Officer Joel Petty, who appeared as a prosecution witness, told the court that he spotted a man, later identified as 31-year-old Samuel Ramos Flores, walking west on Hawthorne Road in only his socks and underwear just after midnight Feb. 2.
On Wednesday, Flores was wearing an orange jail shirt and pants during the preliminary hearing, because he is being held without bail at San Joaquin County Jail in French Camp.
He is charged with battery on a peace officer, battery on emergency personnel, attempting to remove a peace officer’s firearm and resisting an officer.
The preliminary hearing was conducted to determine if there was enough evidence to move forward with the charges.
Petty, who is a 14-year police veteran, testified that he saw Flores in the headlights of his police cruiser and tried to get his attention.
“I put my passenger window down when I was seven to eight feet away, and I said, ‘Hey, what are you doing?’” Petty said.
Flores allegedly ignored two such calls by Petty, who testified that by the third attempt to get Flores’ attention, he parked his cruiser and “ran up” to Flores from behind.
“I wanted to physically detain him,” the officer said.
Petty said he used his left hand to grab Flores by the shoulder and his right hand to take hold of the man’s arm.
That caused Flores to spin around, and both men fell to the ground — Flores face down with Petty on his back, Petty said.
“I told him to relax,” he said.
However, Flores allegedly struggled and began pushing upward “in a push-up position,” Petty said, and Flores was able to roll the officer off him.
Petty said that he then used a “control hold” — which involves twisting the arm in an effort to control a person — and Flores’ arm made a “snapping sound, and he made a noise.”
The men were now facing each other, said Petty, who also said Flores grabbed his gun with his right hand, and then with his left hand.
“I told him, ‘Let go of my gun, get off my gun,’” he said.
Petty testified that he heard “snapping and clicking sounds” — noises that he thought were his gun coming out of its holster — and “punched him in the face with my right hand.”
“Each time I did that, I attempted to get his hands off of my gun,” he said. “I hit him the last time close enough to where it almost knocked him out and I was able to get his hands off of my gun and bring them up to his chest.”
The struggle lasted about three minutes until two other officers arrived and helped Petty put handcuffs on Flores.
Petty told the court that Flores never swung at him or tried to punch him.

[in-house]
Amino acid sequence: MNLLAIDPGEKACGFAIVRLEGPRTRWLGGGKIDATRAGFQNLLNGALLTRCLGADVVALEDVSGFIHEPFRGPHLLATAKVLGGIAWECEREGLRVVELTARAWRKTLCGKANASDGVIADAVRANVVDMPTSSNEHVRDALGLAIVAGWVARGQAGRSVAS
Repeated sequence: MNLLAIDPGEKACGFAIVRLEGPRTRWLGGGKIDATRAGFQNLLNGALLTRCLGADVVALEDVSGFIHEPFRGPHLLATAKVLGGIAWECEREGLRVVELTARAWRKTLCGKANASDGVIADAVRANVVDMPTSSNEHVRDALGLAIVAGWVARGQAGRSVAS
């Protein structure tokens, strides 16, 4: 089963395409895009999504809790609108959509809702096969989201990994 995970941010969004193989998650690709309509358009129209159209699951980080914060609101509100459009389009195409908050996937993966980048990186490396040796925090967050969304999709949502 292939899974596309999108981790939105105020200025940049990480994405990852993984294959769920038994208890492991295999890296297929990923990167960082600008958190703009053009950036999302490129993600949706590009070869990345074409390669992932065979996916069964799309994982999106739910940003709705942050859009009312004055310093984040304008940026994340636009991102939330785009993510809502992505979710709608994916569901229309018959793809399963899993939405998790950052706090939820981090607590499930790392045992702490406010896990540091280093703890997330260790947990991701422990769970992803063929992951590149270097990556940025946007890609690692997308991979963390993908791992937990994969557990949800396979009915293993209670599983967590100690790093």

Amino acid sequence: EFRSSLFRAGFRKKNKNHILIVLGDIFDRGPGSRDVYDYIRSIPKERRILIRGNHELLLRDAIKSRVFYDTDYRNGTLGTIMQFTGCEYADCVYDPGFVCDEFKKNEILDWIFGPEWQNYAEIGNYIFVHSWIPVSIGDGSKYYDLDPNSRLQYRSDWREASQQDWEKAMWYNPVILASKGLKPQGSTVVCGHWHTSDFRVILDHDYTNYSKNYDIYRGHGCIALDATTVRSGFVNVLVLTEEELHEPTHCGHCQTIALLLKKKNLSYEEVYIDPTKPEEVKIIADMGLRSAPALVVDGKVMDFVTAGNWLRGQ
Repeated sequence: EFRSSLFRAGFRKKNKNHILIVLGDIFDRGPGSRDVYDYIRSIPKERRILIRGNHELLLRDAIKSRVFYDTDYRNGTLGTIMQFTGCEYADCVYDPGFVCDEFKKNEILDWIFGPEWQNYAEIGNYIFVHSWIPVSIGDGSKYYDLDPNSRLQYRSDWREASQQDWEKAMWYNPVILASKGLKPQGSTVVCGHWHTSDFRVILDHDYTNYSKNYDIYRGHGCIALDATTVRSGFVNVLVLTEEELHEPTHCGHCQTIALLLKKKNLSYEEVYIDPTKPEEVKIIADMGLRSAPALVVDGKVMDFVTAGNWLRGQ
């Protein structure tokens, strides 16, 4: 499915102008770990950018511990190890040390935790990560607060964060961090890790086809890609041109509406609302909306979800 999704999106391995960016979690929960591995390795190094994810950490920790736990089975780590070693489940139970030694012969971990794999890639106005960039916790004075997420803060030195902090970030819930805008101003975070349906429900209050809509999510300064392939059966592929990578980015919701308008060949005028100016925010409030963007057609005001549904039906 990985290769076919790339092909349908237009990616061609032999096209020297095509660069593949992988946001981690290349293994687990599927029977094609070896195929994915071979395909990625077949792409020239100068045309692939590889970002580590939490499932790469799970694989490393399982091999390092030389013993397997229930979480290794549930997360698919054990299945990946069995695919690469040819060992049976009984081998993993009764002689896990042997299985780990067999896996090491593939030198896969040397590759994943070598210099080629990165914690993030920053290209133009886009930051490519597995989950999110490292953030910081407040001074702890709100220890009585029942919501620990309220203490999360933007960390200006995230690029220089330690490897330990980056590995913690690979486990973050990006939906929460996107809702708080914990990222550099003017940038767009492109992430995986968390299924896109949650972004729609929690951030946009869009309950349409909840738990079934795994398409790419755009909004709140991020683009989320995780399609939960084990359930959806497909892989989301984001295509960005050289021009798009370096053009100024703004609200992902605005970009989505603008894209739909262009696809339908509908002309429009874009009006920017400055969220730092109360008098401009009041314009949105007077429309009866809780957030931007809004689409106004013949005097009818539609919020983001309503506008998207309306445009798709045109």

“The whole time I was with him, his hands were on my handgun,” the officer said.
Deputy District Attorney Ron Indran pointed out that Petty wears his gun on his right hip and that Flores reached across his body with his right hand to grab the gun.
That action shows Flores’ intent was to take the officer’s gun, he said.
During cross examination, Flores’ attorney, Frank Carson, argued that his client wasn’t obligated to respond to Petty’s questions, because he was not breaking the law. Carson also said that Flores was unaware who was speaking to him, because Petty approached him from behind without using police lights and didn’t identify himself as a police officer until he got out of his cruiser.
The defense attorney acknowledged that Flores’ wardrobe on that night “was bizarre” but argued that he “was minding his own business” and that Petty had “formed the intent to stop him and it sounds like no matter what.”
Carson asserted that Petty was prepared to confront Flores — who has no criminal record — after his client failed to respond to the officer’s questions.
“Now the officer has determined that his will will be obeyed,” Carson said, adding that “the officer is the one who initiated all the actions.”
Carson told the court that Flores has a history of mental health issues and that his state of mind played a role in his actions that night.
He said that Flores reacted “instinctually”
when the officer grabbed him from behind, but that his actions during the struggle were those of a “desperately ill and desperate man.”
Flores’ failure to react to the pain of his arm being twisted by Petty, and other actions, “are indications of someone who is not in the right mind,” Carson said.
Indran said Petty was required as a police officer to check on Flores for the safety of the public and the man’s own health because of the circumstances.
The defendant’s mother wanted to speak on her son’s behalf about his history of mental illness and how it affected his decision-making that night, but Judge Ron A. Northup denied the request. He did accept her written statement.
Flores didn’t testify during the hearing.
Northup found there was enough evidence in the case and set the next hearing for 8:30 a.m. Feb. 8 in Department 35 of San Joaquin County Superior Court in Stockton.
After the hearing, Carina Ayala, a family friend of Flores, spoke on behalf of the 11 people who showed support by attending the hearing.
She said that it was “unfortunate” that Flores’ mother could not speak and that Flores “hears voices” and has a history of being committed to mental hospitals for schizophrenia and depression.
“Unfortunately, with mental health it’s not always easy,” she said. “The attorney did a good job, it’s just too bad that his mother couldn’t tell the judge what’s wrong with her son.”
• Contact Joel Danoy at 830-4229 or email@example.com.